How individuals can fight food waste with Foodsharing
It happens to all of us. Whether we bought too much stuff and can’t eat it all before it goes bad or trying out that new dish that turns out to taste awful. We all throw out an unnecessarily high amount of food.
Some data upfront
Worldwide, a third of all edible food products ends up in the trash, around 1.3 billion tons every year(1). Here in Germany, it’s 18 million tons a year(2). A study estimated that, on average, around 527 kcal per capita are wasted each day (3), which translates to an additional 2 billion people that could be fed. I know what you’re thinking, how on earth are we even able to squander this much?
Reasons for wasting edible food
A huge chunk of crops doesn’t even make its way to the stores because it is sorted out for not living up to the strict standards that supermarkets have. That means, a ton of food is left to rot because the average Joe isn’t buying that apple with some brown spots on it. On their way onto the shelves, food products suffer from exposure to weather and delivery conditions. And since Joe wants the cheap apples from Spain and not the locally grown ones that cost more, they have to be brought all the way here, so some are bound to get damaged in the process. And finally, supermarkets must throw out products that are past their expiry date, therefore Beverages, dairy products, canned goods and stuff like rice and pasta that are perfectly fine to eat land in the trash container. It goes without saying that one individual cannot stop this deep-rooted problem and save us from this food waste mess – but what can you actually do to help, besides the obvious don’t throw away so much?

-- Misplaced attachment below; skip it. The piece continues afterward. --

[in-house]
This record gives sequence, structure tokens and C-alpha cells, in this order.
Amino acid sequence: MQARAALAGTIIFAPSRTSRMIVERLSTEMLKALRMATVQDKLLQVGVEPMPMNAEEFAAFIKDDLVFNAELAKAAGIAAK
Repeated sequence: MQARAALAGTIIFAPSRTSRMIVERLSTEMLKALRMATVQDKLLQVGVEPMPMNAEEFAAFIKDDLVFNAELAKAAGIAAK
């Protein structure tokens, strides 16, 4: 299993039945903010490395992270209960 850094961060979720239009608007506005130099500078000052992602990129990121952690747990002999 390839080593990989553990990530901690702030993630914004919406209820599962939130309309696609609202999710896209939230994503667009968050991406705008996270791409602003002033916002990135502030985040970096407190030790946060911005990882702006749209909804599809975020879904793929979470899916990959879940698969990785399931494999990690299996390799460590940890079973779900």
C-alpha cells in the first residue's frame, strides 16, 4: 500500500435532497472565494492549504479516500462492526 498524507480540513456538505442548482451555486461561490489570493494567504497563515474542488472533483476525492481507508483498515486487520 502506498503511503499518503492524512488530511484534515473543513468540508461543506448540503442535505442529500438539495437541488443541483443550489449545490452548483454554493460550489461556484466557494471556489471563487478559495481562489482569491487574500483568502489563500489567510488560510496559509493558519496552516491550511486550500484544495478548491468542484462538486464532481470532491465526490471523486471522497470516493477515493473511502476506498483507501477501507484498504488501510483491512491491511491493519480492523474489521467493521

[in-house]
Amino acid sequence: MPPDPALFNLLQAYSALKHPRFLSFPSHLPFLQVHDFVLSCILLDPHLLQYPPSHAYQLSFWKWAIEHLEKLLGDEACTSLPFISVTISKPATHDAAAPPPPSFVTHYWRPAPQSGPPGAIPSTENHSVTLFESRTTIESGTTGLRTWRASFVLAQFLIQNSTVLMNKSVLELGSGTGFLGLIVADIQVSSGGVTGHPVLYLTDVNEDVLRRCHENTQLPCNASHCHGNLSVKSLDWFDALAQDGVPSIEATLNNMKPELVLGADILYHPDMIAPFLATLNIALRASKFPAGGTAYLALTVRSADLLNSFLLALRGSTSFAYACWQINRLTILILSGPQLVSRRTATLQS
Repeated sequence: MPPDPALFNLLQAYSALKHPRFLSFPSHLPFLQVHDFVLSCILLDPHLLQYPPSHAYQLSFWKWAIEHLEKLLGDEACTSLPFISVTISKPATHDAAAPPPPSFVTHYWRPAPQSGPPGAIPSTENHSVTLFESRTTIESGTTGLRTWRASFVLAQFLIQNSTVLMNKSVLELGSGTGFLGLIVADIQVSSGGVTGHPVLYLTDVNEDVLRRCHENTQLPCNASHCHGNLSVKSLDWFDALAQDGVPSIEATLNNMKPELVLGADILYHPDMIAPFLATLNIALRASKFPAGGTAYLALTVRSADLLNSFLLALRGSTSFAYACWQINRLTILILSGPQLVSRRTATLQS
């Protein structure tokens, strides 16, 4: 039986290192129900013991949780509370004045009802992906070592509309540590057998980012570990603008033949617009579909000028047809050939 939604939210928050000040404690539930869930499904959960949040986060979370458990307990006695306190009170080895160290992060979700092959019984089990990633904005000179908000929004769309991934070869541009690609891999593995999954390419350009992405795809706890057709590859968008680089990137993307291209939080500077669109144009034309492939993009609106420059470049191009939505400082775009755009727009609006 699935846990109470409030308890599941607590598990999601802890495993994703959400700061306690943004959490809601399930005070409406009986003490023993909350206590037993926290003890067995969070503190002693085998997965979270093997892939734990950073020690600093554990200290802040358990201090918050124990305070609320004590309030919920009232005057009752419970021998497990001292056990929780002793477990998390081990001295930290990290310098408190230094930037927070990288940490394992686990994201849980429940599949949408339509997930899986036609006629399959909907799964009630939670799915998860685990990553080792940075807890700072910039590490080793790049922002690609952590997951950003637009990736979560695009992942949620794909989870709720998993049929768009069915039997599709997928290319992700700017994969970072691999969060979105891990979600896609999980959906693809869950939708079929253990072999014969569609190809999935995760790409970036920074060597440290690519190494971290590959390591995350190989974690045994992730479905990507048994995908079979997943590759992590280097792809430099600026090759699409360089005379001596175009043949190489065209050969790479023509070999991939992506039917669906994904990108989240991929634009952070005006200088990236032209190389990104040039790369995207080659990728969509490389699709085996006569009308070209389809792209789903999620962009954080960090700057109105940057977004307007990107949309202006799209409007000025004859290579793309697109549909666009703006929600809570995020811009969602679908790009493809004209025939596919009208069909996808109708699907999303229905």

Foodsharing as an option to save edible food
There is this awesome internet platform called Foodsharing that set itself the goal to end food waste in Germany, Austria and Switzerland. 200,000 registered users contribute to the fight, and an estimated 7.8 million kilograms of food has been saved by the initiative already(4). So how does it work? Various supermarkets and bakeries that are part of the program give away edible goods to verified ‘Foodsavers’. To become one, you simply need to pass a test proving that you understand the dos and don’ts and you’re good to go. What’s making this whole thing even more attractive, especially to students or people in need, is that you save a lot of money in the process. You get to enjoy delicious food that you saved from landing in the trash and cut down your expenses on food, so that’s definitely a win-win in my book. I hope that I managed to generate some interest for this whole thing and maybe you will start saving food yourself. Together we can do something against this massive problem!
Author: Steven Degenkolbe